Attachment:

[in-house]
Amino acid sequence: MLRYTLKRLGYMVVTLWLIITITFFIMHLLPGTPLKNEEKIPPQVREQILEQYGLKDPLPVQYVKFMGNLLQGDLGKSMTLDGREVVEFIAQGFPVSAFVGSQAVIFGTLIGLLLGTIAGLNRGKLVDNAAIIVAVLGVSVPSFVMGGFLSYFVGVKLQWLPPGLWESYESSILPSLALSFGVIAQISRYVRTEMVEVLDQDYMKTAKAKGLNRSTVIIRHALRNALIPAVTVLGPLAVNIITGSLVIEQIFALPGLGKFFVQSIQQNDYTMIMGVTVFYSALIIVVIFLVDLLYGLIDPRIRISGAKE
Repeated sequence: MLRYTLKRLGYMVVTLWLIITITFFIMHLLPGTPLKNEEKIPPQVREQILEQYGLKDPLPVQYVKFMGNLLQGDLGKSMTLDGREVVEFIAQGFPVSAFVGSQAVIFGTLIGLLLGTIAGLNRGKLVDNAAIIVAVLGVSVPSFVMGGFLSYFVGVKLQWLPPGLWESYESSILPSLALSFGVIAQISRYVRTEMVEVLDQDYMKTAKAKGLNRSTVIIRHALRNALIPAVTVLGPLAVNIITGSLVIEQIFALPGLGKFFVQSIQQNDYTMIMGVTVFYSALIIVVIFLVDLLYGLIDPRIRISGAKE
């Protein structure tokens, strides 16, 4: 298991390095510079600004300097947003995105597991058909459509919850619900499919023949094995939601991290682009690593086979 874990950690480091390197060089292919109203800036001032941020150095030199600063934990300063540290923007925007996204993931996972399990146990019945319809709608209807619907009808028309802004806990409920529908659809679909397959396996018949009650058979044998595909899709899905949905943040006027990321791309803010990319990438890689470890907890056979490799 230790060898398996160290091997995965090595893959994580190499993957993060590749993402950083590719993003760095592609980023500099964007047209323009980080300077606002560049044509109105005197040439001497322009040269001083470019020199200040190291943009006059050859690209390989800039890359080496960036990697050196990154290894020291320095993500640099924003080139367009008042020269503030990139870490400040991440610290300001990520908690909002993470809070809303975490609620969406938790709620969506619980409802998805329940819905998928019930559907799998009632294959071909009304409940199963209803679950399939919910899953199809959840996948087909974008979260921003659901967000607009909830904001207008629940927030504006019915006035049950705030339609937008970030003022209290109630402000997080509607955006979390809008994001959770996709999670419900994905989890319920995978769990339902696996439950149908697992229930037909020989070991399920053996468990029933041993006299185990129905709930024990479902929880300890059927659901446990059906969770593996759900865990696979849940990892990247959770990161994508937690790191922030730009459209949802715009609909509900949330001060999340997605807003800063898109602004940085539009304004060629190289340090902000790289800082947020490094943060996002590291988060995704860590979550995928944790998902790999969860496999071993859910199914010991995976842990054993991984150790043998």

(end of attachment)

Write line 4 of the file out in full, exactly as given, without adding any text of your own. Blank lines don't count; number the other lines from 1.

């Protein structure tokens, strides 16, 4: 298991390095510079600004300097947003995105597991058909459509919850619900499919023949094995939601991290682009690593086979 874990950690480091390197060089292919109203800036001032941020150095030199600063934990300063540290923007925007996204993931996972399990146990019945319809709608209807619907009808028309802004806990409920529908659809679909397959396996018949009650058979044998595909899709899905949905943040006027990321791309803010990319990438890689470890907890056979490799 230790060898398996160290091997995965090595893959994580190499993957993060590749993402950083590719993003760095592609980023500099964007047209323009980080300077606002560049044509109105005197040439001497322009040269001083470019020199200040190291943009006059050859690209390989800039890359080496960036990697050196990154290894020291320095993500640099924003080139367009008042020269503030990139870490400040991440610290300001990520908690909002993470809070809303975490609620969406938790709620969506619980409802998805329940819905998928019930559907799998009632294959071909009304409940199963209803679950399939919910899953199809959840996948087909974008979260921003659901967000607009909830904001207008629940927030504006019915006035049950705030339609937008970030003022209290109630402000997080509607955006979390809008994001959770996709999670419900994905989890319920995978769990339902696996439950149908697992229930037909020989070991399920053996468990029933041993006299185990129905709930024990479902929880300890059927659901446990059906969770593996759900865990696979849940990892990247959770990161994508937690790191922030730009459209949802715009609909509900949330001060999340997605807003800063898109602004940085539009304004060629190289340090902000790289800082947020490094943060996002590291988060995704860590979550995928944790998902790999969860496999071993859910199914010991995976842990054993991984150790043998």